Banks in the Commonwealth of Independent States generally have weaker corporate governance than peers in other regions and this is harming their credit profiles, Moody's Investors Service says in a report published today, ONA reports
According to the report of the international rating agency, regulators in the CIS have withdrawn some banks' licences because of fraud and losses caused by large related-party exposures and weak risk management. Regulators in some CIS countries have been taking steps to tighten supervision, improve reporting or reduce related-party lending.
"Fraud and financial weaknesses caused by poor governance have caused some banks to close," said Svetlana Pavlova, Assistant Vice President-Analyst at Moody's. "Key-person and related-party risks are greater in the CIS than elsewhere."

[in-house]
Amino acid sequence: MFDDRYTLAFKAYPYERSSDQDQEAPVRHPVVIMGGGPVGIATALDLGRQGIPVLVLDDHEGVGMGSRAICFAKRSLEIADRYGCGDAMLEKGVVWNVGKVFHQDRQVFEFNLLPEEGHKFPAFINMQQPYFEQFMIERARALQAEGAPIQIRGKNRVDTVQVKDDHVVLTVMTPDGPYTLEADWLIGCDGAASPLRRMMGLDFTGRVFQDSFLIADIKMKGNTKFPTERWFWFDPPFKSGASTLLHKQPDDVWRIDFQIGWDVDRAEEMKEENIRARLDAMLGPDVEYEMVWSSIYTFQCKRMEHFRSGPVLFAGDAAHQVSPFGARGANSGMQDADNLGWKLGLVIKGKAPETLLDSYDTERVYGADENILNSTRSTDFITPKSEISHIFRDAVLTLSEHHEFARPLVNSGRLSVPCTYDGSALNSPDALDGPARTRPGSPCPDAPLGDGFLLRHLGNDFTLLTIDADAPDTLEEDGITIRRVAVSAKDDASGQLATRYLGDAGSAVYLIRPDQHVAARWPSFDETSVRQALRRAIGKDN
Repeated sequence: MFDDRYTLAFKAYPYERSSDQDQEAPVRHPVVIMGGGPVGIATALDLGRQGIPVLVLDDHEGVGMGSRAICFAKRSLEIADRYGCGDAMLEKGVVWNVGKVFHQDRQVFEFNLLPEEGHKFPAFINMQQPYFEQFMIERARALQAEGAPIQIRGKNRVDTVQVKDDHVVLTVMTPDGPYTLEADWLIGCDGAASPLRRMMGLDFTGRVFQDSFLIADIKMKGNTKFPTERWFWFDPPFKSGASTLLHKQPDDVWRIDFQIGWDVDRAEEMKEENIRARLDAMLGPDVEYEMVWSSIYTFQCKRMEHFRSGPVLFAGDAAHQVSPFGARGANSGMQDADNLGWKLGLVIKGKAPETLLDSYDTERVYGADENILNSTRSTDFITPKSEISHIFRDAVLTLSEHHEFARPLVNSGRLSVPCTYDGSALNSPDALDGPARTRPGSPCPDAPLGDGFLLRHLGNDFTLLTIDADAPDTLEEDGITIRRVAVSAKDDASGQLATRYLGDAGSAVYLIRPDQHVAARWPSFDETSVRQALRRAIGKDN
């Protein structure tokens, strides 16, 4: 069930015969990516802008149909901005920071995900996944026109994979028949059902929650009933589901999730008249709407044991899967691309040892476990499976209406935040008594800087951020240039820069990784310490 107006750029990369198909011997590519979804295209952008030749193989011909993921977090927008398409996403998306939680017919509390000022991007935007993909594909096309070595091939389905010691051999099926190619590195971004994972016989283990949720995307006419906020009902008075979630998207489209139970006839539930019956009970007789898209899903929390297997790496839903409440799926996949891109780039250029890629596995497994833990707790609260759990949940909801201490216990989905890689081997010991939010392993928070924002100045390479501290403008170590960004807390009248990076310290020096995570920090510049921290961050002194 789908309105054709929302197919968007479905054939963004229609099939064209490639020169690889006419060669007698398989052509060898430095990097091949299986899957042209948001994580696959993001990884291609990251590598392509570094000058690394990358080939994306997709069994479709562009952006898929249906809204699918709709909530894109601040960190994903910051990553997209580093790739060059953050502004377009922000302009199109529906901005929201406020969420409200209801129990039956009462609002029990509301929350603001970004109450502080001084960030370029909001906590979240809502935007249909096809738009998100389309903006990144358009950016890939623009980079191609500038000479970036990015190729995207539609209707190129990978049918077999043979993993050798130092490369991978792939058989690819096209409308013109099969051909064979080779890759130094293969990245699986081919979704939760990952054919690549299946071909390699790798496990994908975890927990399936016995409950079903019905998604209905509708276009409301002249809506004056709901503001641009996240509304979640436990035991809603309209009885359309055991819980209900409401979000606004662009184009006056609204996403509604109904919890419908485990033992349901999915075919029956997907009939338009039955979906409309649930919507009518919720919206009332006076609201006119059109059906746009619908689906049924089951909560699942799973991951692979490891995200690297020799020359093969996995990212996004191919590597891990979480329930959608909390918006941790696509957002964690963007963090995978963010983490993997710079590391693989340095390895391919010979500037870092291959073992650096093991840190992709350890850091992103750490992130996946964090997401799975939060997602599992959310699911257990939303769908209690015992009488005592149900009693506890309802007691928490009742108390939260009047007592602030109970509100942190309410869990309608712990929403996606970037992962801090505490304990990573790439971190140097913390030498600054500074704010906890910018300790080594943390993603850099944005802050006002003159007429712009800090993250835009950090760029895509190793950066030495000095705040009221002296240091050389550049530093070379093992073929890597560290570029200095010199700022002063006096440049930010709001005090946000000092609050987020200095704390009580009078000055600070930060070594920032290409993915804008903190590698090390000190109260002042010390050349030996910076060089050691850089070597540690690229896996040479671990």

Key-person risks arise from heavy dependence on single individuals for business, which often indicates weak corporate governance and lax underwriting standards. Related-party loans on average equal about 50% of tangible common equity and 8% of total loans at CIS banks.